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My Mum has been working on arranging for my Grandad’s name to be put onto a plaque in Portsmouth – to remember the Portsea Mudlarkers from years gone by. Well today we got to see the statue and the latest addition of names, including my Grandad’s and his brother’s. Sadly, he isn’t here to see today but we took my Grandma so that she could see his name set in stone – under the guise that we were going down to see the boats.




Margaret Foster, local councillor in Portsmouth, was the force behind the statue being created and raised money so that it could become possible. She’s written a book about the Mudlarks as well and money raised goes to local causes. Margaret was there today and had gathered a small crowd. The plaque was a new addition to the statue which had been placed there in 2010, looking out over the Portsmouth mud flats with an eye on the Spinnaker Tower and HMS Warrior.





The statue celebrates parts of Portsmouths heritage and the fascinating history of the children that used to work in the mud in the very spot that it now sounds. Mudlarking was a form of begging back in the day and involved children diving, frollicking, crawling and rolling in the mud for coins that were often thrown to them by passing people entertained by their antics. My Grandad was one of them, over eighty years ago, working hard to earn a few bob to take home.





“E ah guv stick a penny in the mud,

A “penny or two won’t break yer,

We take all your rusty silver,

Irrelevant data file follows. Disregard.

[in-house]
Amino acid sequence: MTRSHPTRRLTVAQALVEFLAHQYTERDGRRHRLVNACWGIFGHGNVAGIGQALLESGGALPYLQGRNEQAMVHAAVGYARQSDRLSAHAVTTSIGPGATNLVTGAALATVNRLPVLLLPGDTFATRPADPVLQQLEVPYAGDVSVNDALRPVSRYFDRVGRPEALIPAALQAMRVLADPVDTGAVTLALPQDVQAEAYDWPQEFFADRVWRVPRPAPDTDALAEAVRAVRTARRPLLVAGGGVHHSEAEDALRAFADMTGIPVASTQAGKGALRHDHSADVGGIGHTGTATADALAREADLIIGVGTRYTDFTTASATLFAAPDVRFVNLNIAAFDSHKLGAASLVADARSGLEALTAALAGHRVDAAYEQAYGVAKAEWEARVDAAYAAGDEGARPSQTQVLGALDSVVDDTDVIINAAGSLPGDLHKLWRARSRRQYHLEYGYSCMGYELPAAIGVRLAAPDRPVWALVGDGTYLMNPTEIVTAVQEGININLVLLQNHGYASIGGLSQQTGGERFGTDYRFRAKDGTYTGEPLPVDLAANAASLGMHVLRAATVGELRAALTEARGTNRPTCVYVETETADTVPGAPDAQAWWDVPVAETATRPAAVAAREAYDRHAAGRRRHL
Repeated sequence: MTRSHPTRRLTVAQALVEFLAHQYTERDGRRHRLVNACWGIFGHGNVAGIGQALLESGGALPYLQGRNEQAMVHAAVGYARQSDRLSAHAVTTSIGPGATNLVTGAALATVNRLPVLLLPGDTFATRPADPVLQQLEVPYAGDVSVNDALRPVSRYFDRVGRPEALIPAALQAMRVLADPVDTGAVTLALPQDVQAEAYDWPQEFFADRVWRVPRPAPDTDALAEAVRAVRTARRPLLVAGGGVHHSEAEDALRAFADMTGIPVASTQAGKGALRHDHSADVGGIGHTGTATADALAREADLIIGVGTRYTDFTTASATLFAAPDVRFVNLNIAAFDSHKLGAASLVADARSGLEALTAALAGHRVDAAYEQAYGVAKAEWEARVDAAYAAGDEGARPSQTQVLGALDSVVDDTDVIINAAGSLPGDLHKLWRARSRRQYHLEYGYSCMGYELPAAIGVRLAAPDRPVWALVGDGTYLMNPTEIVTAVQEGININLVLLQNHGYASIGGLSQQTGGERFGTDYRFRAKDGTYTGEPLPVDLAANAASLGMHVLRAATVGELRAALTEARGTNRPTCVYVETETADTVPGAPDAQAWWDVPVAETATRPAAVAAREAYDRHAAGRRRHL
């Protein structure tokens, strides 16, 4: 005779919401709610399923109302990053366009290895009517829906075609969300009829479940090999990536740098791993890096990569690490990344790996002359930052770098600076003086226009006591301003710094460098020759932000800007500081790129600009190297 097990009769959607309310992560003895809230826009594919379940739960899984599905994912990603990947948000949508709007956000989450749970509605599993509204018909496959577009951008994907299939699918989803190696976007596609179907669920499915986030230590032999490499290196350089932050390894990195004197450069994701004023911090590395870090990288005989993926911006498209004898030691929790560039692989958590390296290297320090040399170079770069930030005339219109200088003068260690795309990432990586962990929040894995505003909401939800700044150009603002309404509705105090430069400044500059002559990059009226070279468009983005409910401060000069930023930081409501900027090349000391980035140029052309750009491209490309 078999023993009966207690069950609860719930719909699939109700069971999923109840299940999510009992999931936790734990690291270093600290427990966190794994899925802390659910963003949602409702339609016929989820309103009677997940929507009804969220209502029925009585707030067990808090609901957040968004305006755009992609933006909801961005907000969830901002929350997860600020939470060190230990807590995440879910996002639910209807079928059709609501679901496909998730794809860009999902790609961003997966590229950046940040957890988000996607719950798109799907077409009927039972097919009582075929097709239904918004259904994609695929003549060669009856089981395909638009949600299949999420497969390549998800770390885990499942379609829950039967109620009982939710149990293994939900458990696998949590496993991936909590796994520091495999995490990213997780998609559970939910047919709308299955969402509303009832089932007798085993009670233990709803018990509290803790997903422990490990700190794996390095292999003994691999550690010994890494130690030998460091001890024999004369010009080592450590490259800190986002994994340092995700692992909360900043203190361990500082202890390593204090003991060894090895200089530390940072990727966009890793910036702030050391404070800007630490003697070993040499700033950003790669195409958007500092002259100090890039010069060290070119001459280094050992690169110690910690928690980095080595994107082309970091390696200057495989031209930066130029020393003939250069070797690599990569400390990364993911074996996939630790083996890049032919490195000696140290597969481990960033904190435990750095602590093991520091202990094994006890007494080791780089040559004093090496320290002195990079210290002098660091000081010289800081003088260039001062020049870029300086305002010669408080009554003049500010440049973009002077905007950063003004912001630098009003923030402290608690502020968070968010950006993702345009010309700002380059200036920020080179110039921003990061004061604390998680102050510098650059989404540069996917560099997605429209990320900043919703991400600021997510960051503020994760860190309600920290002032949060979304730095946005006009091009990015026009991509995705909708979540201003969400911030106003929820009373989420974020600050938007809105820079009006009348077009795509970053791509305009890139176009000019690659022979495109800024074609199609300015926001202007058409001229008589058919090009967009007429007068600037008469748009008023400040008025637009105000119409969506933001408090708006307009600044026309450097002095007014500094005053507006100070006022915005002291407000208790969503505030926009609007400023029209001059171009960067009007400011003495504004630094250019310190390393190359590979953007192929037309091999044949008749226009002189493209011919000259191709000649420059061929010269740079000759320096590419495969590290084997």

We loves you lady, we loves you lady,

But we loves your money the best.”





After seeing the statue, it seemed fitting to spend some time enjoying the views across Portsmouth and the place where my Grandad grew up. The views were breath-taking and as the sun went down, it was the perfect end to a very important and poignant day.







If you’re ever in Portsmouth and visiting the Historic Dockyard, take a minute to pause outside the entrance and enjoy a little bit of History. You won’t regret it.

Frosty tales

“All you’ll own is earth until you can paint with all the colours of the wind.”

There are some things that just need to be captured on camera, to be remembered forever. Not huge moments – not all the time. Today whilst we were wandering through a frosty forest, the first thought that hit me when I raised the camera and took a shot of nothing but nature was… ‘It’s so nice not to be photographing someone’s face.’ Don’t get me wrong, I’ve loved the Weddings that we’ve had this year and every single one has been fantastic and such an experience. But today was about photographing anything. And it felt so good to be doing it again.



Photographs don’t have to be perfect, but I was impressed with the below capture. Fog, sunshine, rays, cobwebs…all so hard to capture spontaneously and never how they showed up in real life. I looked closer at the below image and noticed the cobweb hanging down through the middle of it, covered in ice. I was almost annoyed at the interruption within my perfect scene. Almost. Then I realised it was all part of the perfect scene.



Today we had some bits and pieces to do so we decided to take hot tea and just drive for a bit, and capture what we could of the morning fog. A curse for so many but a delight for photographers! All of these captures were taken literally on our doorstep. The forest that borders where we live is home to some beautiful scenes, it’s just a huge pain to get to with the dog as the road leading to it has no paths or pavement. So she doesn’t feature today sadly.



So back to those small moments that need to be captured every so often. Today I ticked a few off the list – an image of exactly what it looks like when all around you branches are creaking and frost is melting. That spiders web gently swinging laden with frost. The tiny dew drops framed in sunlight. The shadow of trees as the sun streams through them. Everyday things sometimes, but so beautiful when you have the time to stop and look at them all.


New Years resolution for 2017 – there will be more Photos. Promise.



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